An Ocarina of Time, And A Very Naughty Boy

Link hides in the hedges to creep into Hyrule Castle, and later infiltrates a pantalooned pirate fortress in The Ocarina of Time…

[one_third]Link hides in the hedges to creep into Hyrule Castle, and later infiltrates a pantalooned pirate fortress in The Ocarina of Time…[/one_third]

For all of its accolades, The Legend of Zelda: The Ocarina of Time fumbles significantly in its execution of a three-dimensional world. It is as if Nintendo, in its uncertainty towards converting gameplay into a 3D space, felt compelled to include a fixed camera perspective at certain moments to familiarise players jumping from A Link to the Past. For all that Ocarina of Time did right, this division of fixed and controllable camera feels like a significant trip up. For every lovely open field and moveable camera, there is a small, enclosed house with a static camera angle, pre-rendered background, and a faux perspective.

But, it was the addition of a controllable camera that significantly changed Ocarina of Time’s moment to moment gameplay from that of its predecessor and made the adventuring spirit of the Zelda franchise much more palpable. Being confined to Link’s perspective was limiting and liberating as thoughts like “Oh, I wonder what’s just over that hill?” were suddenly valid questions of the environment around you. It was a perspective more conducive to exploration, adding considerable depth to the experience, and, more importantly in this case, gave Nintendo an opportunity to redefine the stealth mechanics introduced in A Link to the Past.

A 3D perspective gave Nintendo an opportunity to redefine the stealth mechanics introduced in A Link to the Past.

Upon first glance, it looked like Nintendo failed to rise to the occasion. The first few hours of The Ocarina of Time are promising, though they lack stealth gameplay, hinting that what might come would be more developed thanks to the players’ familiarisation of the controls. Not only that, but the new perspective offered a compelling way to explore an environment that could lend itself well to sneaking. A shrunken view instead of one that was all-encompassing meant players had to be more careful of their surroundings and assess the situation as they slowly explored the environment.

It's 3D! Which way is up?!

Unfortunately, when players reach Hyrule Castle for the first time and realise what is required of them, a heavy weight falls onto their shoulders. Where the stealth section included in A Link to the Past was a natural and understandable extension of the central gameplay – if you are seen, you are caught – walking through Hyrule Castle’s courtyard in The Ocarina of Time feels like it was lifted wholesale from the previous game and stuffed in with little to no understanding of 3D perspective.

Instead of the moving enemies of A Link to the Past, static, unmoving guards are posted at various sections of the grounds and their line of sight is impossible to reliably ascertain. What made A Link to the Past’s stealth section understandable came from the simple idea that you had to remain out of sight at all times, and the state of being seen or unseen revolved entirely around whether or not the enemy had its back to you.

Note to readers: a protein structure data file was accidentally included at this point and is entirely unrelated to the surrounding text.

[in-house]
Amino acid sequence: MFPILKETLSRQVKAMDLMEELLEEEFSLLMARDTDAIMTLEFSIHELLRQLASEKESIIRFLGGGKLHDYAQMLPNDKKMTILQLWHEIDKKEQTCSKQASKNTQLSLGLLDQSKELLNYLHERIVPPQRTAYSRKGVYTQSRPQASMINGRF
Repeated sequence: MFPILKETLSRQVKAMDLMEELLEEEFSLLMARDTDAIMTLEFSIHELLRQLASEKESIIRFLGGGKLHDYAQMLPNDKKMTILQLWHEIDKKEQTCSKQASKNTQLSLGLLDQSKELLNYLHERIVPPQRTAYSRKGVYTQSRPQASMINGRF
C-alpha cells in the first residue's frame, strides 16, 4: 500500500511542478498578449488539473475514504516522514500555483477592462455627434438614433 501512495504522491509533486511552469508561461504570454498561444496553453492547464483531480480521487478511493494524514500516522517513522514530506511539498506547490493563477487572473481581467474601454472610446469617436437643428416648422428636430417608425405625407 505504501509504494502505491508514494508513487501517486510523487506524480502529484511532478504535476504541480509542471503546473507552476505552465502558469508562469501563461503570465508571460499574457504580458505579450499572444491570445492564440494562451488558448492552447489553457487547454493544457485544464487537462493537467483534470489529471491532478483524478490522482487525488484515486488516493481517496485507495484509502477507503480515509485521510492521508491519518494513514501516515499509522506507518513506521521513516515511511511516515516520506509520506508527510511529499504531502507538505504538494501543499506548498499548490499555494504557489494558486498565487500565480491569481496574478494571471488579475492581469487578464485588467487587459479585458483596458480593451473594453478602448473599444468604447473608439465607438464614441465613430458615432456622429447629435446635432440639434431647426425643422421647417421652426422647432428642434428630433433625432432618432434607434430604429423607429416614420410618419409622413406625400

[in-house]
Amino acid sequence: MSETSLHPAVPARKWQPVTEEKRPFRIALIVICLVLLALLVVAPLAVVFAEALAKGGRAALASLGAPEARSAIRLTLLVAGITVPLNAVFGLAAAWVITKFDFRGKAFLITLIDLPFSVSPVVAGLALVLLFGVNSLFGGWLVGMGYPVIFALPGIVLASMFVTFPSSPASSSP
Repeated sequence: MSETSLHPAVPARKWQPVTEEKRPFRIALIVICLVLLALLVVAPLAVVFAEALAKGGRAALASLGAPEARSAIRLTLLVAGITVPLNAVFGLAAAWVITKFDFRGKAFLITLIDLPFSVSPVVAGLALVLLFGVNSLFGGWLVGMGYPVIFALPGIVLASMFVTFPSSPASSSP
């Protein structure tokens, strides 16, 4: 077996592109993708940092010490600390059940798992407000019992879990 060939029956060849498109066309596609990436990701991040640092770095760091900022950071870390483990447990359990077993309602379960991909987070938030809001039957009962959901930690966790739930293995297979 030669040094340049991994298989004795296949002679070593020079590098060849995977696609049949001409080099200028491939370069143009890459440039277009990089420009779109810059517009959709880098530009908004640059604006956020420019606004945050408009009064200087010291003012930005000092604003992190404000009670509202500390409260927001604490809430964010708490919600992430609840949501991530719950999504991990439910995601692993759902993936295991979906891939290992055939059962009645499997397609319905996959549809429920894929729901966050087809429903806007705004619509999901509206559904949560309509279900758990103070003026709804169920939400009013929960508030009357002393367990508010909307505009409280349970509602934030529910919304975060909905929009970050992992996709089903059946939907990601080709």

I guess he just doesn't have the "inclination" to arrest me. Hah. Right? I'll show myself out...

Here, the enemies are standing guard and seem remarkably short-sighted, unable to spot Link from afar but can catch him when he’s a little bit closer. It’s bizarre and artificial and leads to a painfully awkward moment where you navigate Link up a small incline in clear sight of the guards, but the game doesn’t register it as such. Following that, you run across a small open field in clear sight of many more and nobody bats an eyelid. Even accounting for stealth games and their often less-than-sharp enemy AI, this moment stretches credibility to the breaking point and reminds you that, yes, you are playing a videogame.

Should Link be caught while sneaking into Hyrule Castle, he’ll be thrown out of the central gate and have to start all over again. An endearing touch: if you’re caught multiple times, the guard at the main gate will accept a small bribe of rupees and open the gate for you, which is nice, but you still have to sneak through the castle grounds by yourself.

After this short expedition, you find yourself in the Castle Courtyard and the camera shifts to Ocarina of Time’s more traditional isometric position. This shift in perspective is also accompanied with a checkpoint; should you mess up here and get spotted, you’ll be thrown out of the Castle Courtyard but not the entire castle itself.

The beginnings of a multiple-path approach to stealth navigation: flitter around the hedges, climb up over the wooden beam, or brave the danger of creeping into the center for a monetary reward.

Each screen (and they really are screens of stealth-based challenges, as the camera shifts every time you reach the edge of the frame) places a decorative statue or object in the area and several patrolling guards around them. All of the guards follow specific patrol routes that can be memorised and abused to sneak around them. Skip to 6:52 in the video below to see the stealth section in action.

[youtube width=”640″ height=”360″ video_id=”ES4N-Fc4di8″]

As you go deeper into the courtyard, the screens get more complex and the guards move much more quickly. There’s even a momentary risk/reward factor in place in one screen where a circle of rupees can be obtained, provided the player is willing to evade the circling guards. While it’s not much, this marks the first moment where Nintendo explore a fundamental aspect of stealth design – predictable and exploitable patrol routes.

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